Jane Couch began her boxing career in another era altogether. In the week in which the brilliant Nicola Adams retired, it is worth remembering that it was Couch, not Adams, who was Britain’s first female world champion. Though you could be forgiven for not knowing her name. Couch was never much acclaimed in her homeland for the achievement. Because, when she began as a fighter, obliged to spar with men in secret locations, women in Britain were banned from participating in the sport.
“I won my first title [the WIBF light welterweight] in Denmark,” Couch recalls, as she sits in a cafe in Soho. “I was fighting the champion who was French [Sandra Geiger]. She was such a star in France the French president turned up, thinking he was going to present her with the belt. When I won I thought the airport was going to be full of reporters when I came back. There was nobody. I was the unknown champ.”
The only person who approached her after her success was a lawyer called Sarah Leslie, who suggested she could pursue a case against the British Boxing Board of Control for restraint of trade. Couch took the board to court and watched her all-female legal team jab relentlessly at boxing’s bosses as they attempted to defend their ban.
At one point, Leonard “Nipper” Read, the policeman who had convicted the Kray twins and was then the BBBC’s president, was asked what he would do if he was on a plane and learnt that the pilot was female. His response was he would ascertain if she was having her period and if so he would disembark because women are mentally unstable when menstruating. If they are that dangerous, was the response of Couch’s counsel, thank goodness we do not put them in charge of child care.
This, incidentally, was not the 1950s. The court case took place in March 1998.
“I know, it was mad. It was 20 years after we’d elected a female prime minister and they were still saying that about women,” Couch says. “First off Nipper Read’s defence was you can’t have female boxers because it’s a sport you have to go topless in. As if vests had never been invented. He looked so stupid.”
It was no surprise that the court found in Couch’s favour: the board had to back down and allow women into the ring.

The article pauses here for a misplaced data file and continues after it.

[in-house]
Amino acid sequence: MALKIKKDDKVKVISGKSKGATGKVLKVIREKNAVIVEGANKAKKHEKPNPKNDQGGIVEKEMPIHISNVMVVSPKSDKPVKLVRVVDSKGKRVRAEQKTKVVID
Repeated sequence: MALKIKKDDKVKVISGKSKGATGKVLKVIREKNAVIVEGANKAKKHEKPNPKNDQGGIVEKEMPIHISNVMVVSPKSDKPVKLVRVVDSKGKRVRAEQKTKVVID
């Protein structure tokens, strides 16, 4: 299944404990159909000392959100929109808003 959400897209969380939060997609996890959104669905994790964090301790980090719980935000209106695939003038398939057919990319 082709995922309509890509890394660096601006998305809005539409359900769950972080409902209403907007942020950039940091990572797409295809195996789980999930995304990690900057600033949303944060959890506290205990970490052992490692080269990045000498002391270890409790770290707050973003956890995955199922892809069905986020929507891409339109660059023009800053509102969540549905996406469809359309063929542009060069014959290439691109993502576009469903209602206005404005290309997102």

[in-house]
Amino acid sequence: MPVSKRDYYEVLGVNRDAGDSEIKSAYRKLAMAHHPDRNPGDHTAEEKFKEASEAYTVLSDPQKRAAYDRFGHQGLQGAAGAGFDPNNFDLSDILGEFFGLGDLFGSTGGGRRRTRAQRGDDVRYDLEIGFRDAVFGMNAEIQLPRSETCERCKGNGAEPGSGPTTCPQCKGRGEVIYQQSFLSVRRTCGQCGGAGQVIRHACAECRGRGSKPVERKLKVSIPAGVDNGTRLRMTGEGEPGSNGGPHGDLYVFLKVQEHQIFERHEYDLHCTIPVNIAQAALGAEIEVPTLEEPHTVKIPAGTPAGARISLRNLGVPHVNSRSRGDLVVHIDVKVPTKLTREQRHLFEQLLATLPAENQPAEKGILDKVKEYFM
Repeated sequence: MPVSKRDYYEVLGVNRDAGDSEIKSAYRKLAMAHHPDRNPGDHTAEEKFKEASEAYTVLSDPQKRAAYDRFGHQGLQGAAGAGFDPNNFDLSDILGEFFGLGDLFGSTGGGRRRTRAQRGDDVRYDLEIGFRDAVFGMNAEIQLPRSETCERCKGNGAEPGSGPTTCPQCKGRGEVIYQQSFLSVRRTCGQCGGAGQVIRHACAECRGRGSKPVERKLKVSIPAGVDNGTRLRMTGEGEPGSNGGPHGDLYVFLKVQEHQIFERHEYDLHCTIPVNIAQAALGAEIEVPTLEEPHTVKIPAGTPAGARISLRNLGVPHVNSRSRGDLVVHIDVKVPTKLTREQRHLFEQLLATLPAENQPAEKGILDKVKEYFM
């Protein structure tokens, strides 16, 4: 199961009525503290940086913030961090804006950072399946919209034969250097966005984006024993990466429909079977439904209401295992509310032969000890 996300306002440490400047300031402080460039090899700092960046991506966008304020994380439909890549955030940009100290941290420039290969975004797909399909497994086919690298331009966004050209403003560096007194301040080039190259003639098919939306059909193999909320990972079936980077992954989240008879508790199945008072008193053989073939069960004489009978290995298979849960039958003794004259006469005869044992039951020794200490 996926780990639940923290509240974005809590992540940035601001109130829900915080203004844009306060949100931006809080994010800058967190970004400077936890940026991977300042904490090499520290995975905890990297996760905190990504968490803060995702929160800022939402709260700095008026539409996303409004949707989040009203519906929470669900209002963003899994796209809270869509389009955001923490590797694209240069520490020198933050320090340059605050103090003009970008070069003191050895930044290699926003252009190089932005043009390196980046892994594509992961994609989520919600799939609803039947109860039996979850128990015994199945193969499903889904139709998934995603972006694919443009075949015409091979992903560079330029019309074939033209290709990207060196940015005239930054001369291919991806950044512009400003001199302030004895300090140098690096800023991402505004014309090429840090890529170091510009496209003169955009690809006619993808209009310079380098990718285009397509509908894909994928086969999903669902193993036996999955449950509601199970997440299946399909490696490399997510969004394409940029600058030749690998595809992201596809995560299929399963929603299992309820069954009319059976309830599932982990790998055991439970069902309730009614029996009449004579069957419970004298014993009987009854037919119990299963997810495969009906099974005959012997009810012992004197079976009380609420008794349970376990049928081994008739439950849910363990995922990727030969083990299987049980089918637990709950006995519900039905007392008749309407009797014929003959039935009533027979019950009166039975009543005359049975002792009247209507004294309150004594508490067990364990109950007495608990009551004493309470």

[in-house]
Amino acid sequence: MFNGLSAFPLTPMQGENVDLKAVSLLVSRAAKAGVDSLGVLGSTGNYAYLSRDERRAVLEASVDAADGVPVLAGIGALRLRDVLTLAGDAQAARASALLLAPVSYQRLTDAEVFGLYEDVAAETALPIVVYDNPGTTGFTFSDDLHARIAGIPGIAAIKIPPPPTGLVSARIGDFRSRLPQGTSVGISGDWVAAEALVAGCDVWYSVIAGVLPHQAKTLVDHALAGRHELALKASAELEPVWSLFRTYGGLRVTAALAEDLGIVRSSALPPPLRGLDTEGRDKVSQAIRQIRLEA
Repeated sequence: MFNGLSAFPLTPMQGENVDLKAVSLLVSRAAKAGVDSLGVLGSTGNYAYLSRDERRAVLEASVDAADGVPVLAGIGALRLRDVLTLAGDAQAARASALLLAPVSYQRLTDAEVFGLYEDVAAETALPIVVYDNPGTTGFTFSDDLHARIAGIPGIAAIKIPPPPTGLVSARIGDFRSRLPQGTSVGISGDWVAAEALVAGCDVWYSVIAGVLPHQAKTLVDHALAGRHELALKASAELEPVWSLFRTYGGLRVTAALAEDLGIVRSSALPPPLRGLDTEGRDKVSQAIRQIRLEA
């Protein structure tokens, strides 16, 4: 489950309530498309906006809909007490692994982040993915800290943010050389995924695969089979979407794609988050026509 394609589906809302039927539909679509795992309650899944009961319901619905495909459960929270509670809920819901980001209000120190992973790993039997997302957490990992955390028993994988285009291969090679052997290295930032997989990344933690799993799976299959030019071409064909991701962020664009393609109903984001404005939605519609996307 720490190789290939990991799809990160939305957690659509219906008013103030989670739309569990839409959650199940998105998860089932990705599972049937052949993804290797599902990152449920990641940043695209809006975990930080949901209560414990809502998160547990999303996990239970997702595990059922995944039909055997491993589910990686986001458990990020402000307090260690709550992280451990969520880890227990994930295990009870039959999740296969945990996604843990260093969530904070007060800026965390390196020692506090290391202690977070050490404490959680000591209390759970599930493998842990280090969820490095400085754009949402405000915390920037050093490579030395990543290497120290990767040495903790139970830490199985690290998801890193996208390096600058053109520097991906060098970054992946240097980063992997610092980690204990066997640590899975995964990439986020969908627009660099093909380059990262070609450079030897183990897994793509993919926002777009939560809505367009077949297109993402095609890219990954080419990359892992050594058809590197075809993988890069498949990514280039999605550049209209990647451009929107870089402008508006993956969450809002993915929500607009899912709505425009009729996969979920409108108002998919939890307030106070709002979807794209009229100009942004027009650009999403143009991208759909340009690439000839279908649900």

“So many people think women’s boxing began in this country with the 2012 Olympics,” she says. “But actually it began 14 years before that thanks to the efforts of my lawyers. They were just brilliant.”
Though if Couch believed that legitimacy would turn her into a sporting celebrity, her subsequent experience proved rather different.
“I thought I’d have promoters beating a path to my door,” she admits, with a wry smile. “But the board hated what happened so much and the promoters had to be in with the board, so they thought it wasn’t worth their while backing me.
“I did one fight at Wembley. And that was it. I ended up having to promote myself. I actually staged one world title defence in a pub in Bristol. It wasn’t televised or anything. I don’t think anyone knew it was going on.”
For Couch, boxing was no path to riches. All too often, she found herself in the ring without any payment whatsoever.
“I made no money from being a pioneer,” she admits. “Once I boxed on the same bill as Prince Naseem Hamed at the Staples Centre in LA. I was talking to Barry Hearn, his promoter, beforehand and told him, ‘I’m doing this for free’. He said: ‘You can’t box for free’. He was that embarrassed, he put his hand in his pocket and gave me $500 on the spot.”
For a long time squatting in a gym in Bristol, she was so financially restricted, she found herself frequently hungry; often she did not have enough money even for a bottle of water after training. Lack of reward, however, did not curtail her efforts. Or reduce the injuries. In her first title triumph alone she broke her nose, her jaw, lost two teeth and had to have a metal plate inserted into her cheek. “All for £200,” she says.
Eventually, in 2009 at the age of 40, she was obliged to retire after a scan revealed damage to her brain. Her retirement was not, initially, a contented one. Pursued by a sense of guilt, she suffered a breakdown.
“It was like you’d done something wrong,” she says of her career. “Even with my own parents I felt embarrassed, like I was the bad guy. After we won the case, the press really turned against me. There was one boxing correspondent who slagged me off at every opportunity. I’d be called an animal, a freak, barbaric for a woman. I spent my whole life feeling like I was in the wrong. In the end it all came crashing down on me.”
She came out of her post-retirement depression by the simple process of staging a funeral for her career.
“It was my therapist’s idea,” she explains. “I went along to a cemetery, dug a hole and put a box in it and said a few words. I thought at first, this is stupid. But it worked.” So much so that when her friend, Paul Speak, Ricky Hatton’s manager, suggested she write a book about her experience, she was happy to go back over territory that once caused her so much anguish.
“Jane was our friend, but Ricky and I had no idea what she was going through,” Speak, who is now her adviser, says. “She always seemed happy and vibrant. We never knew how she was being exploited. She never made any money.”
“Every time I saw Paul and Ricky I wanted to tell them, but I couldn’t,” Couch adds. “I was embarrassed that I was hungry.”
The book was published in September. And since then she has found herself, for the first time in her life, hot property. A bidding war is under way for the rights to turn it into a movie. That was why she was in Soho ahead of this interview: she and Speak are negotiating with production companies. The interest is understandable. The story of Jane Couch, boxing pioneer, is an extraordinary one.
“The Final Round” by Jane Couch is published by Pitch and is available now.